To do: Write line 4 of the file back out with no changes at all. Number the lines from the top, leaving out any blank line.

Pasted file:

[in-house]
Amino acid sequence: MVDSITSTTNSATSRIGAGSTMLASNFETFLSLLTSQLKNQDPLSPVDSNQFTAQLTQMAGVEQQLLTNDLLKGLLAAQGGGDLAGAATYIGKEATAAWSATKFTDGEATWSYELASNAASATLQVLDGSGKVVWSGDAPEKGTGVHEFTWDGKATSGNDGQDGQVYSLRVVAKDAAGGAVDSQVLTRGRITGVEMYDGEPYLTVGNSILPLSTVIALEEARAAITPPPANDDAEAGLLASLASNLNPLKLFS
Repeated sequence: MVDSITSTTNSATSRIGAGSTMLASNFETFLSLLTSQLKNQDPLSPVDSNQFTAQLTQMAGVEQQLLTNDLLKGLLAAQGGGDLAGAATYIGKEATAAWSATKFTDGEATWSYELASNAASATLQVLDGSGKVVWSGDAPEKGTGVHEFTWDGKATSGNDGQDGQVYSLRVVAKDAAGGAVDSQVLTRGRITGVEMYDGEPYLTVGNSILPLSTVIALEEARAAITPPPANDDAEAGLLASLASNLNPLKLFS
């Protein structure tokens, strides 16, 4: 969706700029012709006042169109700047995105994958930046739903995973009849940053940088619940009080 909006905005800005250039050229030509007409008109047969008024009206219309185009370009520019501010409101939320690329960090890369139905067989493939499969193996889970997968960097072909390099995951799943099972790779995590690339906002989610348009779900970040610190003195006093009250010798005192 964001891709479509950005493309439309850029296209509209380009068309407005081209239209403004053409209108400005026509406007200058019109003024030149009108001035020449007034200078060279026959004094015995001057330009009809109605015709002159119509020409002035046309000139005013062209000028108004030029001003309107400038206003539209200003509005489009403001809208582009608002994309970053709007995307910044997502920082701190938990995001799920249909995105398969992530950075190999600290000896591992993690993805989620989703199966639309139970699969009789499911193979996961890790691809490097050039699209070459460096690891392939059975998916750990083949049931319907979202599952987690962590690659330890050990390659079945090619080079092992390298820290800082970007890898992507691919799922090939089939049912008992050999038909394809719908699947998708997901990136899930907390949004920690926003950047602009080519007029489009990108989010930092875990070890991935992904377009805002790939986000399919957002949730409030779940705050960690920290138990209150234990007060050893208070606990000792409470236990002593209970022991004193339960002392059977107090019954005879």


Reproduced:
């Protein structure tokens, strides 16, 4: 969706700029012709006042169109700047995105994958930046739903995973009849940053940088619940009080 909006905005800005250039050229030509007409008109047969008024009206219309185009370009520019501010409101939320690329960090890369139905067989493939499969193996889970997968960097072909390099995951799943099972790779995590690339906002989610348009779900970040610190003195006093009250010798005192 964001891709479509950005493309439309850029296209509209380009068309407005081209239209403004053409209108400005026509406007200058019109003024030149009108001035020449007034200078060279026959004094015995001057330009009809109605015709002159119509020409002035046309000139005013062209000028108004030029001003309107400038206003539209200003509005489009403001809208582009608002994309970053709007995307910044997502920082701190938990995001799920249909995105398969992530950075190999600290000896591992993690993805989620989703199966639309139970699969009789499911193979996961890790691809490097050039699209070459460096690891392939059975998916750990083949049931319907979202599952987690962590690659330890050990390659079945090619080079092992390298820290800082970007890898992507691919799922090939089939049912008992050999038909394809719908699947998708997901990136899930907390949004920690926003950047602009080519007029489009990108989010930092875990070890991935992904377009805002790939986000399919957002949730409030779940705050960690920290138990209150234990007060050893208070606990000792409470236990002593209970022991004193339960002392059977107090019954005879």